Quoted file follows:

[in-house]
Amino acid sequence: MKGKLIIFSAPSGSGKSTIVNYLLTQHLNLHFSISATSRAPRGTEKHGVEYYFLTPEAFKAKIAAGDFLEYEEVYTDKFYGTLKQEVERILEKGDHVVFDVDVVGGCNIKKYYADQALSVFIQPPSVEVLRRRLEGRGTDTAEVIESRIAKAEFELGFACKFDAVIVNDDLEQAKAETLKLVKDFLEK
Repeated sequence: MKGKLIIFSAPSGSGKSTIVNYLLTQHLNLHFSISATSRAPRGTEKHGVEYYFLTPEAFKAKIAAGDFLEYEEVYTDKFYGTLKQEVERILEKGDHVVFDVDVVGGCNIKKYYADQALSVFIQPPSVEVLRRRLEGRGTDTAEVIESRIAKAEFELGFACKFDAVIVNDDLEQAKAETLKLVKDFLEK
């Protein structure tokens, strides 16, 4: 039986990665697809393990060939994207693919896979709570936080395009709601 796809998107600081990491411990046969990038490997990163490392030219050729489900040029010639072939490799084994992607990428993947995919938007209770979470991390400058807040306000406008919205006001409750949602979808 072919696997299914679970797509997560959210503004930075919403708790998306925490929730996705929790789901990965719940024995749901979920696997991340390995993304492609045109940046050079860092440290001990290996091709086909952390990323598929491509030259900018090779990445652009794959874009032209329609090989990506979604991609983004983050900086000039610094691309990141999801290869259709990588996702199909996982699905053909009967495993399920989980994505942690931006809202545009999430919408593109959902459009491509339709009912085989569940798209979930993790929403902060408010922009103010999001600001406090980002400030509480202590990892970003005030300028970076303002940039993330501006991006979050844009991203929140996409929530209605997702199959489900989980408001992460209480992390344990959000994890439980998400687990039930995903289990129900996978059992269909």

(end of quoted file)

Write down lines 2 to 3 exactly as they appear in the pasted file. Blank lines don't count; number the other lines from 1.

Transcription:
Amino acid sequence: MKGKLIIFSAPSGSGKSTIVNYLLTQHLNLHFSISATSRAPRGTEKHGVEYYFLTPEAFKAKIAAGDFLEYEEVYTDKFYGTLKQEVERILEKGDHVVFDVDVVGGCNIKKYYADQALSVFIQPPSVEVLRRRLEGRGTDTAEVIESRIAKAEFELGFACKFDAVIVNDDLEQAKAETLKLVKDFLEK
Repeated sequence: MKGKLIIFSAPSGSGKSTIVNYLLTQHLNLHFSISATSRAPRGTEKHGVEYYFLTPEAFKAKIAAGDFLEYEEVYTDKFYGTLKQEVERILEKGDHVVFDVDVVGGCNIKKYYADQALSVFIQPPSVEVLRRRLEGRGTDTAEVIESRIAKAEFELGFACKFDAVIVNDDLEQAKAETLKLVKDFLEK